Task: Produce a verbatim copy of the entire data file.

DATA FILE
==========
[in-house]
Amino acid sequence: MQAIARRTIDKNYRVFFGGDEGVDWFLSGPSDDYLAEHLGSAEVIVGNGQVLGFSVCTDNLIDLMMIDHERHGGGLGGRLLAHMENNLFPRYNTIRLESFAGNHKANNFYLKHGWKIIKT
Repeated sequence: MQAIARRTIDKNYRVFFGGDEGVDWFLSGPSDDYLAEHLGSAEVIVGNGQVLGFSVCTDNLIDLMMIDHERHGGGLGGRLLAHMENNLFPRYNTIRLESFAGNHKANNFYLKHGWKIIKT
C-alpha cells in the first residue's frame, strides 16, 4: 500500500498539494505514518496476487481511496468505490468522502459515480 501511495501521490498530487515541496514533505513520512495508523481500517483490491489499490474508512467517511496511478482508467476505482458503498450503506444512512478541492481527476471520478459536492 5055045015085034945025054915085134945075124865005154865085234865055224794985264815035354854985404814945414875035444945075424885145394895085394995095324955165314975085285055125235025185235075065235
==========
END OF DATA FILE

[in-house]
Amino acid sequence: MQAIARRTIDKNYRVFFGGDEGVDWFLSGPSDDYLAEHLGSAEVIVGNGQVLGFSVCTDNLIDLMMIDHERHGGGLGGRLLAHMENNLFPRYNTIRLESFAGNHKANNFYLKHGWKIIKT
Repeated sequence: MQAIARRTIDKNYRVFFGGDEGVDWFLSGPSDDYLAEHLGSAEVIVGNGQVLGFSVCTDNLIDLMMIDHERHGGGLGGRLLAHMENNLFPRYNTIRLESFAGNHKANNFYLKHGWKIIKT
C-alpha cells in the first residue's frame, strides 16, 4: 500500500498539494505514518496476487481511496468505490468522502459515480 501511495501521490498530487515541496514533505513520512495508523481500517483490491489499490474508512467517511496511478482508467476505482458503498450503506444512512478541492481527476471520478459536492 5055045015085034945025054915085134945075124865005154865085234865055224794985264815035354854985404814945414875035444945075424885145394895085394995095324955165314975085285055125235025185235075065235